Passing non-owning views is a good idea in general, so it’s nice that the notion of std::span is now officially codified. This isn’t going to convince me to use STL containers anytime soon (for other reasons I won’t get into), but the implementation of std::span as a pointer plus size is unobjectionable enough and easy-to-use (interoperability with functions that take iterator pairs, range for-loops, etc.).

(Nice-ish) Designated initializers

Designated initializers are a new form of initialization that initializes structured variable members by name.

struct Point
    float x;
    float y;
    float z;

Point origin{.x = 0.f, .y = 0.f, .z = 0.f};

I consider this feature “nice-ish.” On the one hand, the feature allows us to initialize structured variables in a self-documenting manner, and I’m always a fan of optimizing for the reader. However, the main caveat regarding designated initializer usage is that initialized members must appear in declaration order. In other words, this code won’t compile:

struct Point
    float x;
    float y;
    float z;

// Oops, field order is incorrect.
Point origin{.y = 0.f, .z = 0.f, .x = 0.f};

This behavior makes sense for structured types with non-trivial layout, but feels unnecessarily restrictive for POD types. I often work with types that have dozens of fields or more, so honoring the initialization order to match the original declaration is quite tedious indeed. Furthermore, in game dev, we often move structure fields around in order to optimize layout (coalescing hot data in cache lines, promoting true sharing, avoiding false sharing). This type of optimization can’t be done without cascading into compilation failures throughout the codebase. As a result, designated initializers have the paradoxical effect of making a codebase less maintainable in a sense.

This one is still barely in the nice category because it does make life better for the reader (who we all prioritize over the writer), but I do hope that restriction is relaxed for trivial types some day. Flexibility with ordering was the entire point of the “named parameters” feature in many other languages after all.

(Naughty) char8_t

MSVC added /Zc:char8_t- to disable this type entirely, and GCC did the same. The main reason char8_t was introduced was to provide a dedicated type for unicode data. Unfortunately, as specified, unicode conversions to char* were disallowed, thereby breaking a lot of compatibility with char* interfaces that expected users to pass u8"" strings. This famously caused a bit of drama by breaking a number of Dear ImGui APIs (wayback twitter thread). I will continue to abide by the guidelines summarized here for UTF-8 matters (unless I’m forced to live in a TCHAR world). That said, the char8_t proposal in general has my sympathy, since it would be nice to have the unicode story fully straightened out, but c’est la vie.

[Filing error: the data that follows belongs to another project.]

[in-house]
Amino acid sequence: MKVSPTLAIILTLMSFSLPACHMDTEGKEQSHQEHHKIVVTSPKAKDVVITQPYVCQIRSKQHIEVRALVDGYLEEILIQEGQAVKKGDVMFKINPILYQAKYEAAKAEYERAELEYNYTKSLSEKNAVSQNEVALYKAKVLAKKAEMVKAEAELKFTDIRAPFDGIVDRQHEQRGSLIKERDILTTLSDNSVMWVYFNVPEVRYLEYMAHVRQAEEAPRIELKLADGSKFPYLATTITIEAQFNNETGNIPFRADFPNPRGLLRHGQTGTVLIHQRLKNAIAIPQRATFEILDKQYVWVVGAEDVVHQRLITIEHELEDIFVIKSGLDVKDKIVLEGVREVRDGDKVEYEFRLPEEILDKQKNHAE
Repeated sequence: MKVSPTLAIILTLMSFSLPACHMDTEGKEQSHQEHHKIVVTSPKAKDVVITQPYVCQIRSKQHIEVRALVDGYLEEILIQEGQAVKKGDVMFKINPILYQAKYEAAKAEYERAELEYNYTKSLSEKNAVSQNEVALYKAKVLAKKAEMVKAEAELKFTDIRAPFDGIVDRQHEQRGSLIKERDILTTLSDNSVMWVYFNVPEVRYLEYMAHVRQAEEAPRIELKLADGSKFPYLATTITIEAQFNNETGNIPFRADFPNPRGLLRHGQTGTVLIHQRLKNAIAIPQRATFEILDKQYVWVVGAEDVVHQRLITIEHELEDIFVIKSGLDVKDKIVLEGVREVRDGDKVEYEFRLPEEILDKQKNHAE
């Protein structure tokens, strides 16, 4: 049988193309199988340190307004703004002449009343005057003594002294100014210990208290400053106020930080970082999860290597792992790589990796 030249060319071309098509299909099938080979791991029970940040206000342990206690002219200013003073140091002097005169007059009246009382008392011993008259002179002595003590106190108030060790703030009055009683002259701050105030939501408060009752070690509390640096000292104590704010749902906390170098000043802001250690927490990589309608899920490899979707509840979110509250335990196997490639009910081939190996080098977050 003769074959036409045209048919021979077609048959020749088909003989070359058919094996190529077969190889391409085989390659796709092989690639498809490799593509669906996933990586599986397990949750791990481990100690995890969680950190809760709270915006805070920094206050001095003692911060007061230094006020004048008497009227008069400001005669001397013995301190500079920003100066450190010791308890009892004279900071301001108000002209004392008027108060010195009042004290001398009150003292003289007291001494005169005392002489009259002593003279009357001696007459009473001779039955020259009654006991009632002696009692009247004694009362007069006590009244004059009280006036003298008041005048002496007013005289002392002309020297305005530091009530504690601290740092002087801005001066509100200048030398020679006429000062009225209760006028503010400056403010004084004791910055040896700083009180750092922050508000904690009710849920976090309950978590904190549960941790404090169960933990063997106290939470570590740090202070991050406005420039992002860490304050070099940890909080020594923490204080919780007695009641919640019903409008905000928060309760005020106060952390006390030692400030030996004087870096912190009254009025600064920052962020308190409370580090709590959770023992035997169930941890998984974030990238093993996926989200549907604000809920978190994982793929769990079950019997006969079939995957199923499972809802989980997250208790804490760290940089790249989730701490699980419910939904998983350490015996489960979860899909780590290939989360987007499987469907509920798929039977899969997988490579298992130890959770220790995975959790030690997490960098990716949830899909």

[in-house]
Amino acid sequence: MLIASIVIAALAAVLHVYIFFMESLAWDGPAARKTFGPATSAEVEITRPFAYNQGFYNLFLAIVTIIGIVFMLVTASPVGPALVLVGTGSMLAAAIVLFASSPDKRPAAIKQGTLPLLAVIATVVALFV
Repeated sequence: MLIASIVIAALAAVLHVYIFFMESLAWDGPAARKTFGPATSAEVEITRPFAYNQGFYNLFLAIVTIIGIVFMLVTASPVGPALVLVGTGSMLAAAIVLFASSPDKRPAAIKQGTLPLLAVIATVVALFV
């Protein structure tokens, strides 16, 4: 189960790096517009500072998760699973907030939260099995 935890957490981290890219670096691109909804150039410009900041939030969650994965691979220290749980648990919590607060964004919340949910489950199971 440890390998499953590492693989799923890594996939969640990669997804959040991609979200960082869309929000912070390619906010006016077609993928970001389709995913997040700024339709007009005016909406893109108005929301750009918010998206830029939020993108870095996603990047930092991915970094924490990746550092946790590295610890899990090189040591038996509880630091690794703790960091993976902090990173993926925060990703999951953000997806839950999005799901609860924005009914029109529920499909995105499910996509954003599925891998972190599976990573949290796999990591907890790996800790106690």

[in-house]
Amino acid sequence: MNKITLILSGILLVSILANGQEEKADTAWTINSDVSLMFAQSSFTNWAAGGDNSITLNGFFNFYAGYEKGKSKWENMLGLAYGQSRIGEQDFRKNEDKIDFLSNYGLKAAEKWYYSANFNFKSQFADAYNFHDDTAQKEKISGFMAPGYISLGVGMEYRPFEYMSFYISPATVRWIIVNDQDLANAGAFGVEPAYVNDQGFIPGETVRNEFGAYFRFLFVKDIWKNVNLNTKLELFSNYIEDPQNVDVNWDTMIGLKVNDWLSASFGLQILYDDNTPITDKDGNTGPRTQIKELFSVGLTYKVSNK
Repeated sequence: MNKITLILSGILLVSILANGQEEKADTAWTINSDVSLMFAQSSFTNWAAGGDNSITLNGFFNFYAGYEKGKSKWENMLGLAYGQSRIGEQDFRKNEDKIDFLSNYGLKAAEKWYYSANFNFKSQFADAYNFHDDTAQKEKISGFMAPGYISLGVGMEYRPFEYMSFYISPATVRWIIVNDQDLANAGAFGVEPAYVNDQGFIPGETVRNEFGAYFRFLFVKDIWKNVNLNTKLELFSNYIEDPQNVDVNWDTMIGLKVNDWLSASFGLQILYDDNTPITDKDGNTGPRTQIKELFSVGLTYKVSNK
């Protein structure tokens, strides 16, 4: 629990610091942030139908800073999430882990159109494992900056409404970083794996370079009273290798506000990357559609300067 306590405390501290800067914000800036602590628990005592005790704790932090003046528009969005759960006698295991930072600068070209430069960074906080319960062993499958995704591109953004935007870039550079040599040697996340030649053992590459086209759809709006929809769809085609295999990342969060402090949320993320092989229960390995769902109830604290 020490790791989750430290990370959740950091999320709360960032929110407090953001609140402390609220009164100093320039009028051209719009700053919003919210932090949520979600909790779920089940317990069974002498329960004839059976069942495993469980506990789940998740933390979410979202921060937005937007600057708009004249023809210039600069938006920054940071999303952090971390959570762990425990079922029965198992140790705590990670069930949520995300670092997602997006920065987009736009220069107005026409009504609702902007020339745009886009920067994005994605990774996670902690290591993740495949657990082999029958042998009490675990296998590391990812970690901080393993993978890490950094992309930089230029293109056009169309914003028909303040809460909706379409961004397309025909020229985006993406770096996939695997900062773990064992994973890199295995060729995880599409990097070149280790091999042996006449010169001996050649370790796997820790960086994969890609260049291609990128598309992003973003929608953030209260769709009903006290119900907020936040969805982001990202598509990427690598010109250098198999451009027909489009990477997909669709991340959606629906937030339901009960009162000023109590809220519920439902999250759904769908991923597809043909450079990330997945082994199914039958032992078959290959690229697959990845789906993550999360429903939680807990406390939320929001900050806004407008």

(Naughty-ish) [[no_unique_address]]

This is naughty specifically because of MSVC, where you continue to need to use [[msvc::no_unique_address]] for reasons.

Otherwise, you probably want this for things like stateless allocators that are used as data structure members but shouldn’t occupy actual memory.

(Naughty) Modules

C++20 modules in its current state are unfortunately a big disappointment. I do hope they eventually get to a better place, but this may be difficult for as long as the C++ standard continues to ignore shared linkage and DLLs. Here’s a StackOverflow answer I wrote some time ago to describe the problem. Essentially, module and DLL linkages are completely orthogonal to each other, so if you’re in the business of maintaining a codebase where you’d need both (as most game devs are), expect there to be a lot of build complexity juggling symbol visibilty and linkage types. While the problematic jmp indirection mentioned in that StackOverflow answer can be eliminated with full LTO (and possibly thin LTO), I suspect most game devs find LTO to be a bit too heavy for frequent usage anyways.